In Belgrade, a New Order for the Roma

The results of an April resettlement of some Roma families are more nuanced than the initial outcry would suggest.

By Uffe Andersen
Belgrade, 11/07/2012 - Danilo Curcic holds up a set of house rules. First among them, in large, boldface type, is a strict prohibition on relieving oneself next to the “mobile housing unit.” The second rule, also in bold, prohibits parents from letting their children do the same.
The rules are meant for Roma who live in containers set up in late April on the outskirts of Belgrade. Ten families were transferred there after Belvil, a slum where they had been living, was cleared to make way for an access road to a new bridge.
Although it's better than where they previously lived, Sinisa and Zorica Cvetkovic, with their son, Stefan, say their two-room container gets unbearably hot during the day.
Curcic, who works for a refugee-aid group in Serbia, said the emphasis on such matters says something about those in local government who drafted the rules.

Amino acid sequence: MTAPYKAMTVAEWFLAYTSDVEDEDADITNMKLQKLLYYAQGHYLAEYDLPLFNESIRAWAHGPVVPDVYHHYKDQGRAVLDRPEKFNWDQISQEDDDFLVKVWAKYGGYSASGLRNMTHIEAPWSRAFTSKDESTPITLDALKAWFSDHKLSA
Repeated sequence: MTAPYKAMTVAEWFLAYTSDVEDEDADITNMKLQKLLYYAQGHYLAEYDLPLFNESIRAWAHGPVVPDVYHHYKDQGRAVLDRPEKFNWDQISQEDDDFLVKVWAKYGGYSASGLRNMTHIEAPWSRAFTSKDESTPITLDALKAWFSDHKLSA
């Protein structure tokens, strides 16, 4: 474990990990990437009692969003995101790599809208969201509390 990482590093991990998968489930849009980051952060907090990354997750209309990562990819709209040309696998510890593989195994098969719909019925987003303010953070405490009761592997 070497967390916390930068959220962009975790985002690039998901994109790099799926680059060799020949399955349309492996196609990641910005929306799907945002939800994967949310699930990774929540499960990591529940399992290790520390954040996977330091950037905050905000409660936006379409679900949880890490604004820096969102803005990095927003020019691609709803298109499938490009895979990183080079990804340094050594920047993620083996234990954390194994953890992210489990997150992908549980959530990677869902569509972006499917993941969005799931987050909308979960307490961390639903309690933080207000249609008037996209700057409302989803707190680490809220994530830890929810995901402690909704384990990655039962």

“That the city administration believes this to be the most important thing to regulate in the settlements shows the degree of prejudice and stereotypes that the representatives of the administration have regarding the Roma in the container settlements,” he says.
Curcic’s organization, Praxis, is one of the fiercest critics of the Belgrade authorities’ policy of moving Roma from the center of town to the suburbs – or to the towns where they originally came from, even if many years ago.